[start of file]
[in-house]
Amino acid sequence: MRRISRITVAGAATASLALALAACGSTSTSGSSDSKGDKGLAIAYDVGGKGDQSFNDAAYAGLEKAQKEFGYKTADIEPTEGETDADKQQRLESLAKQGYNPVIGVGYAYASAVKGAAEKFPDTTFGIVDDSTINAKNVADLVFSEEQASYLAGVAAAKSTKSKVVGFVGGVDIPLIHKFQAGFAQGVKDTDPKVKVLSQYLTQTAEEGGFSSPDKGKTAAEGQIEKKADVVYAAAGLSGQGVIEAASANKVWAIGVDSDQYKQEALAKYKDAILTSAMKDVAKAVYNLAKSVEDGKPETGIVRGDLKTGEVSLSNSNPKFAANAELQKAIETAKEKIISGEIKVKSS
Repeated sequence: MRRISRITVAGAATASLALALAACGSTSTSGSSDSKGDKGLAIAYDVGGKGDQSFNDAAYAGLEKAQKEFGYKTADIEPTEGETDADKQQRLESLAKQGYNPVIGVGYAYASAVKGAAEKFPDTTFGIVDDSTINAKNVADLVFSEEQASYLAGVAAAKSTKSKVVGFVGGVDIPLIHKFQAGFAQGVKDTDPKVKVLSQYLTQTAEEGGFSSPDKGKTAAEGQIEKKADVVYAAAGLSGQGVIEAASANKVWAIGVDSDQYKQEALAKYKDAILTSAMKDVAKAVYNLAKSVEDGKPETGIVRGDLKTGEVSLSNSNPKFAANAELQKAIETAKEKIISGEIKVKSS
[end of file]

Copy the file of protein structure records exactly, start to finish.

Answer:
[in-house]
Amino acid sequence: MRRISRITVAGAATASLALALAACGSTSTSGSSDSKGDKGLAIAYDVGGKGDQSFNDAAYAGLEKAQKEFGYKTADIEPTEGETDADKQQRLESLAKQGYNPVIGVGYAYASAVKGAAEKFPDTTFGIVDDSTINAKNVADLVFSEEQASYLAGVAAAKSTKSKVVGFVGGVDIPLIHKFQAGFAQGVKDTDPKVKVLSQYLTQTAEEGGFSSPDKGKTAAEGQIEKKADVVYAAAGLSGQGVIEAASANKVWAIGVDSDQYKQEALAKYKDAILTSAMKDVAKAVYNLAKSVEDGKPETGIVRGDLKTGEVSLSNSNPKFAANAELQKAIETAKEKIISGEIKVKSS
Repeated sequence: MRRISRITVAGAATASLALALAACGSTSTSGSSDSKGDKGLAIAYDVGGKGDQSFNDAAYAGLEKAQKEFGYKTADIEPTEGETDADKQQRLESLAKQGYNPVIGVGYAYASAVKGAAEKFPDTTFGIVDDSTINAKNVADLVFSEEQASYLAGVAAAKSTKSKVVGFVGGVDIPLIHKFQAGFAQGVKDTDPKVKVLSQYLTQTAEEGGFSSPDKGKTAAEGQIEKKADVVYAAAGLSGQGVIEAASANKVWAIGVDSDQYKQEALAKYKDAILTSAMKDVAKAVYNLAKSVEDGKPETGIVRGDLKTGEVSLSNSNPKFAANAELQKAIETAKEKIISGEIKVKSS